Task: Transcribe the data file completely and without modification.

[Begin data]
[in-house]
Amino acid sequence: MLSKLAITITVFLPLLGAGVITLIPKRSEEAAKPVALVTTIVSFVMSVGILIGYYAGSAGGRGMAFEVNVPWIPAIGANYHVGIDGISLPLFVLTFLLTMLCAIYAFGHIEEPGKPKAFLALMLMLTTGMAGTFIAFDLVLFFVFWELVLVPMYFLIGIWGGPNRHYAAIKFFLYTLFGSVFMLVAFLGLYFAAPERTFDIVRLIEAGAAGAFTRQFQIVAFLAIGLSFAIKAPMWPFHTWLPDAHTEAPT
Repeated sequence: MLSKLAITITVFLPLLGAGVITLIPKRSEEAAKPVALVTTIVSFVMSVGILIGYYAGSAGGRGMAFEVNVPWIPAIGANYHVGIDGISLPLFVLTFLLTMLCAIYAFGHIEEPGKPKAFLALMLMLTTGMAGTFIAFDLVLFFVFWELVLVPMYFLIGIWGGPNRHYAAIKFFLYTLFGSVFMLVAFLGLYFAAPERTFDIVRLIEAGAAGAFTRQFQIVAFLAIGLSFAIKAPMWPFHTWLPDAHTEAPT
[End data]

[in-house]
Amino acid sequence: MLSKLAITITVFLPLLGAGVITLIPKRSEEAAKPVALVTTIVSFVMSVGILIGYYAGSAGGRGMAFEVNVPWIPAIGANYHVGIDGISLPLFVLTFLLTMLCAIYAFGHIEEPGKPKAFLALMLMLTTGMAGTFIAFDLVLFFVFWELVLVPMYFLIGIWGGPNRHYAAIKFFLYTLFGSVFMLVAFLGLYFAAPERTFDIVRLIEAGAAGAFTRQFQIVAFLAIGLSFAIKAPMWPFHTWLPDAHTEAPT
Repeated sequence: MLSKLAITITVFLPLLGAGVITLIPKRSEEAAKPVALVTTIVSFVMSVGILIGYYAGSAGGRGMAFEVNVPWIPAIGANYHVGIDGISLPLFVLTFLLTMLCAIYAFGHIEEPGKPKAFLALMLMLTTGMAGTFIAFDLVLFFVFWELVLVPMYFLIGIWGGPNRHYAAIKFFLYTLFGSVFMLVAFLGLYFAAPERTFDIVRLIEAGAAGAFTRQFQIVAFLAIGLSFAIKAPMWPFHTWLPDAHTEAPT